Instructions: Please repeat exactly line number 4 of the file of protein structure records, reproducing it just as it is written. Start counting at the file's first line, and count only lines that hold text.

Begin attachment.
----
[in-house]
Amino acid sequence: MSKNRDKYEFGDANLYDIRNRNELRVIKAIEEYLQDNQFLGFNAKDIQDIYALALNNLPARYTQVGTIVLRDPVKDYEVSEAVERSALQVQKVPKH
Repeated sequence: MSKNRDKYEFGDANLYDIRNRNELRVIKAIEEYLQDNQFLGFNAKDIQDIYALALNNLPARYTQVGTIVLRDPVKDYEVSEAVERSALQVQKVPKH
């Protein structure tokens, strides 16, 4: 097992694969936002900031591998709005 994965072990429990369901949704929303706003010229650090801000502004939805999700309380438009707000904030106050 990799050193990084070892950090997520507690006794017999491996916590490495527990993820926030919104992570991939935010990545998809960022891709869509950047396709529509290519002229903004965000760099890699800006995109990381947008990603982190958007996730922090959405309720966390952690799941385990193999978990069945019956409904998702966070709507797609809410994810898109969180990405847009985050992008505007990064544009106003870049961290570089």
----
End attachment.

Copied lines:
């Protein structure tokens, strides 16, 4: 097992694969936002900031591998709005 994965072990429990369901949704929303706003010229650090801000502004939805999700309380438009707000904030106050 990799050193990084070892950090997520507690006794017999491996916590490495527990993820926030919104992570991939935010990545998809960022891709869509950047396709529509290519002229903004965000760099890699800006995109990381947008990603982190958007996730922090959405309720966390952690799941385990193999978990069945019956409904998702966070709507797609809410994810898109969180990405847009985050992008505007990064544009106003870049961290570089």